What I'm most interested in is how this circuit switches modes (Hi-Med-Lo-Strobe-SOS).
I'm completely new to micro controllers, so I apologize if this is a dumb question, but is it possible that the Vcc pin itself is sensing the drop in voltage?
To follow up a little bit, I connected channel one of the oscilloscope to the Vcc pin and channel 2 to the main switch. When power is cut off, it looks like there's roughly 45 milliseconds before the voltage at Vcc drops below 1.8V.
Well that's about all I got. If you can help shed a little light, I'd really appreciate it. At some point once I get the hang of things, I'd like to duplicate this circuit with an ATTINY45 and stick it in a modded flashlight.
The diode and 20K resistor I suspect are acting as a very cheap regulator for the microcontroller along with the capacitor to keep things stable when the LED turns on. The PWM is used so they can vary the intensity of the LED.
Based on my parametric search, the ATTiny43U is probably the best processor for this. It operates .7v and 5.5v, and is one of the picopower processors (very low current)The only real drawbacks are that it has only 256 bytes of RAM , so you may have to write assembly (your code is so simple, I don't think you would have trouble with that), and it doesn't come in a DIP package (but does come in a SOIC package.)Also, as a tip, the slower your clock frequency, the less power the AVR will consume. And make use of the sleep() function as much as possible.All in all, the Arduino core is not ideal for this application, really. You might use it for development, but for a final application, I would look at writing assembly code.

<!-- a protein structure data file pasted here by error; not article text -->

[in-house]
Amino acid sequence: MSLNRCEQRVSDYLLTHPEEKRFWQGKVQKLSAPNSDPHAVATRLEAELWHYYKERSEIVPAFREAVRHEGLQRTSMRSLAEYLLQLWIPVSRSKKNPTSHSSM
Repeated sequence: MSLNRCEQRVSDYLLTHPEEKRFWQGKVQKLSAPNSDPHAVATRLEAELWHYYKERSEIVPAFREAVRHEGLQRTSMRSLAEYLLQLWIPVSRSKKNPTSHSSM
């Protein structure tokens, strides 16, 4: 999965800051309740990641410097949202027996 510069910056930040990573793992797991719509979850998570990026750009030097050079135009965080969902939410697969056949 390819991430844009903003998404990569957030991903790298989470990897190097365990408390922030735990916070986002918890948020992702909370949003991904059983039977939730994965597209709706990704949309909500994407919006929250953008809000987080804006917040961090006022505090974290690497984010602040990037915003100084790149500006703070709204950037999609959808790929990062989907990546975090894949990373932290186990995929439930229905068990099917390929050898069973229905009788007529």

Ah I didn't read the part about the switching modes of the LED.I agree with Retroplayer about using interrupts and going to sleep whenever you aren't toggling the LED. Also sometimes if you enable pull-ups on the pins you don't use (so they aren't floating) this can reduce power consumption too.
1) Flashlight powers on, micro checks current mode setting2) Micro increments the mode setting in eeprom3) Micro waits ~5 seconds4) Micro sets the mode setting back to current setting in eepromIn other words, if the user turns off the flashlight before five seconds have elapsed then the next mode setting will be sitting in the eeprom, and if they don't then it rewrites the eeprom back to the current mode setting.It is kinda excessive on the eeprom writing/rewriting, but you're only storing 1 byte anyway. You could also set a counter in the next two bytes of the eeprom to record how many times the mode byte has been written, and if over "X" many writes then you could jump to the next three bytes. But I can't imagine a flashlight being turned on/off more than a few thousand times in its lifetime.
Thanks for explaining the memory. That's an important part that I want to add later on. I wasn't aware that the EEPROM could be worn out over time.